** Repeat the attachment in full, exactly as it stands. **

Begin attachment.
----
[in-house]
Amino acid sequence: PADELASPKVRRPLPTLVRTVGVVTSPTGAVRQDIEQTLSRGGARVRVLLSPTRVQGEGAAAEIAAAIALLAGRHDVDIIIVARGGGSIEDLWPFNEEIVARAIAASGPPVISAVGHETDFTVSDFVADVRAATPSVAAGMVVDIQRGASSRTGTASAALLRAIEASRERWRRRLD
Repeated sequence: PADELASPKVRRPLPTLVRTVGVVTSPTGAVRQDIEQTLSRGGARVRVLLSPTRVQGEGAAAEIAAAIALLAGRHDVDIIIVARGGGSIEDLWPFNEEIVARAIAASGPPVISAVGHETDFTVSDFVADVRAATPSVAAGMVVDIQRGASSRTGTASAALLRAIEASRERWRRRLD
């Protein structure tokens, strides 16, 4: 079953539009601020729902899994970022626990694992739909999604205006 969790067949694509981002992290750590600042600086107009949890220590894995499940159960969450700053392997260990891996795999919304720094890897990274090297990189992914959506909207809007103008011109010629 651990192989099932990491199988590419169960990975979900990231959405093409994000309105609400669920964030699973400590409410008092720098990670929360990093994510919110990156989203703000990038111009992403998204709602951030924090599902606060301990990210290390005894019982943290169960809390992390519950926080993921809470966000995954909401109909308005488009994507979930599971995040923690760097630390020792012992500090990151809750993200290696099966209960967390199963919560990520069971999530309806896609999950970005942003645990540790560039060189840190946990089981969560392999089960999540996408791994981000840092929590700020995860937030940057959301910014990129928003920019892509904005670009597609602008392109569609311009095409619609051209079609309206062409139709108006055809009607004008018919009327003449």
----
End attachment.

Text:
[in-house]
Amino acid sequence: PADELASPKVRRPLPTLVRTVGVVTSPTGAVRQDIEQTLSRGGARVRVLLSPTRVQGEGAAAEIAAAIALLAGRHDVDIIIVARGGGSIEDLWPFNEEIVARAIAASGPPVISAVGHETDFTVSDFVADVRAATPSVAAGMVVDIQRGASSRTGTASAALLRAIEASRERWRRRLD
Repeated sequence: PADELASPKVRRPLPTLVRTVGVVTSPTGAVRQDIEQTLSRGGARVRVLLSPTRVQGEGAAAEIAAAIALLAGRHDVDIIIVARGGGSIEDLWPFNEEIVARAIAASGPPVISAVGHETDFTVSDFVADVRAATPSVAAGMVVDIQRGASSRTGTASAALLRAIEASRERWRRRLD
């Protein structure tokens, strides 16, 4: 079953539009601020729902899994970022626990694992739909999604205006 969790067949694509981002992290750590600042600086107009949890220590894995499940159960969450700053392997260990891996795999919304720094890897990274090297990189992914959506909207809007103008011109010629 651990192989099932990491199988590419169960990975979900990231959405093409994000309105609400669920964030699973400590409410008092720098990670929360990093994510919110990156989203703000990038111009992403998204709602951030924090599902606060301990990210290390005894019982943290169960809390992390519950926080993921809470966000995954909401109909308005488009994507979930599971995040923690760097630390020792012992500090990151809750993200290696099966209960967390199963919560990520069971999530309806896609999950970005942003645990540790560039060189840190946990089981969560392999089960999540996408791994981000840092929590700020995860937030940057959301910014990129928003920019892509904005670009597609602008392109569609311009095409619609051209079609309206062409139709108006055809009607004008018919009327003449």